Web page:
BoE Chief economist regrets telling Britons that they will be poorer

The Bank of England chief economist apologized on Monday for blaming other people for the high inflation rate and for saying that Britons should ” accept”, they are poorer. He also reiterated that households and businesses could not escape being affected by higher energy costs.

Huw Pill sparked a ” Viral Response ” last month, when he stated that “someone in the UK needs to accept they are worse off and stop trying maintain their real purchasing power”.

Pill expressed regret for his choice of words in a Monday webcast by the BoE. Pill stated that if he had another chance to choose different words he would. “I don’t think that the viral response was very helpful for our communication.”

Pill acknowledged that families with lower incomes and small businesses were the hardest hit by the crisis in the cost of living over the last year. Inflation has been rising at double digits for six months and is now the highest it’s ever been.

Pill explained that households and businesses could not avoid becoming poorer as natural gas prices increase.

Chief economist, Mr. Xie said that he would be bringing “difficult message” to the public. . . It is “important” that such messages are delivered in a manner that is less inflammatory. He said that he thought inflationary challenges needed to be tackled in a “coherent, robust” way.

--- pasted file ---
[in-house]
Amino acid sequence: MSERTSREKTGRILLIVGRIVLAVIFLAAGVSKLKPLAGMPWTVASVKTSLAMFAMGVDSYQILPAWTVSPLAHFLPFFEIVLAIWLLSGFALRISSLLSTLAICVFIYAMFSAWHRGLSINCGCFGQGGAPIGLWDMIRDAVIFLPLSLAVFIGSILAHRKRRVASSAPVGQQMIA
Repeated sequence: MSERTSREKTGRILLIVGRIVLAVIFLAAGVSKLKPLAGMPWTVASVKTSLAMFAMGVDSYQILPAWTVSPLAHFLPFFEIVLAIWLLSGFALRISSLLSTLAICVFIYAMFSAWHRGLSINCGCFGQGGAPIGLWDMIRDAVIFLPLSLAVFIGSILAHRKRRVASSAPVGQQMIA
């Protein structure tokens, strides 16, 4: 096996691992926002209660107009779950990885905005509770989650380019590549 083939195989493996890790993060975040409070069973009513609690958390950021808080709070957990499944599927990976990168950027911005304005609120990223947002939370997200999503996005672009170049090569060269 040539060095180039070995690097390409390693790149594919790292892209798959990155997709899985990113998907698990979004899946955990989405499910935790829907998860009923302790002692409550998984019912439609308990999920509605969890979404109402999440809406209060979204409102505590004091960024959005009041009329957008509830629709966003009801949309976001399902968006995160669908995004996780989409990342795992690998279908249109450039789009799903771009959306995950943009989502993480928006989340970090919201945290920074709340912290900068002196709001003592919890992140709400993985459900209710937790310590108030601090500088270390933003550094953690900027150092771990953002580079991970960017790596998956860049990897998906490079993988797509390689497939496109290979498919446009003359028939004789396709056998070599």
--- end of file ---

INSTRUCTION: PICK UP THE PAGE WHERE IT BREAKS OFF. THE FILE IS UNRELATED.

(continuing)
Pill stated that when wholesale natural gas prices rise, the national income will be affected, which in turn hurts households and businesses that are not involved in the energy industry. “That will squeeze your spending on everything else,” said Pill.

He said the BoE had to find a way to deal with the income squeeze and rising inflation, knowing that the effects of higher interest rates would take time to reach the rest of the economy.

He noted that the biggest challenge facing the central bank was “the incompatibility between a smaller pie and everyone’s spending” as households and businesses “tried to maintain their current level of expenditure before the pie shrank”.

He said that this was creating “more persistent and self-sustaining momentum” in inflation, which would keep the bank from reaching its 2% inflation target even as the initial increase in gas prices dropped out.

Pill acknowledged that rising interest rates will intensify the squeeze for many households and businesses, but said: “monetary policy is very powerful but a blunt instrument” and it is necessary to slow down spending in order to align it with the worsening economic outlook and the higher gas prices.

He said that this was needed to prevent inflation from becoming stuck between 4 and 5 percent, rather than returning to the BoE’s target of 2 percent.

“It is precisely this that we are trying to avoid because, if the inflation stays at [4-5%], it will continue for a long time.”